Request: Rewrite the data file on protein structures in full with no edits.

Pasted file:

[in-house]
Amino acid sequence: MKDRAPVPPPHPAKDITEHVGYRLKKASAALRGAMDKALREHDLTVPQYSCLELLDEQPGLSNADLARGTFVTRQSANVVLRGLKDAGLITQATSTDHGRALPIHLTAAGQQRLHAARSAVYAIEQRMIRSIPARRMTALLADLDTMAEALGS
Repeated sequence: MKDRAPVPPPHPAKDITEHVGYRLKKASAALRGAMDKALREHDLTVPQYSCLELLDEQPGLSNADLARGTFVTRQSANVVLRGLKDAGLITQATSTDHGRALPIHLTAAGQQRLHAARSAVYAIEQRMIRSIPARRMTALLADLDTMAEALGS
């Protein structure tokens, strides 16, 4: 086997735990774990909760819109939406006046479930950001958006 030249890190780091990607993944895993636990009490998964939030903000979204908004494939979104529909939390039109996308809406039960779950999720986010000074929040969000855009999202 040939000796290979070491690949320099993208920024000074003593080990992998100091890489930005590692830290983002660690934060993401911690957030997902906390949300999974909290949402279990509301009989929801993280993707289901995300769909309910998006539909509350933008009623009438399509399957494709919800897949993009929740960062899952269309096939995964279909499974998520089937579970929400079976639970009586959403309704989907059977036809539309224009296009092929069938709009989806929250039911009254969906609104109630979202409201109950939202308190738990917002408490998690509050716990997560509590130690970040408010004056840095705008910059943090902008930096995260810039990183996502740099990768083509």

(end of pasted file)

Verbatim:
[in-house]
Amino acid sequence: MKDRAPVPPPHPAKDITEHVGYRLKKASAALRGAMDKALREHDLTVPQYSCLELLDEQPGLSNADLARGTFVTRQSANVVLRGLKDAGLITQATSTDHGRALPIHLTAAGQQRLHAARSAVYAIEQRMIRSIPARRMTALLADLDTMAEALGS
Repeated sequence: MKDRAPVPPPHPAKDITEHVGYRLKKASAALRGAMDKALREHDLTVPQYSCLELLDEQPGLSNADLARGTFVTRQSANVVLRGLKDAGLITQATSTDHGRALPIHLTAAGQQRLHAARSAVYAIEQRMIRSIPARRMTALLADLDTMAEALGS
């Protein structure tokens, strides 16, 4: 086997735990774990909760819109939406006046479930950001958006 030249890190780091990607993944895993636990009490998964939030903000979204908004494939979104529909939390039109996308809406039960779950999720986010000074929040969000855009999202 040939000796290979070491690949320099993208920024000074003593080990992998100091890489930005590692830290983002660690934060993401911690957030997902906390949300999974909290949402279990509301009989929801993280993707289901995300769909309910998006539909509350933008009623009438399509399957494709919800897949993009929740960062899952269309096939995964279909499974998520089937579970929400079976639970009586959403309704989907059977036809539309224009296009092929069938709009989806929250039911009254969906609104109630979202409201109950939202308190738990917002408490998690509050716990997560509590130690970040408010004056840095705008910059943090902008930096995260810039990183996502740099990768083509």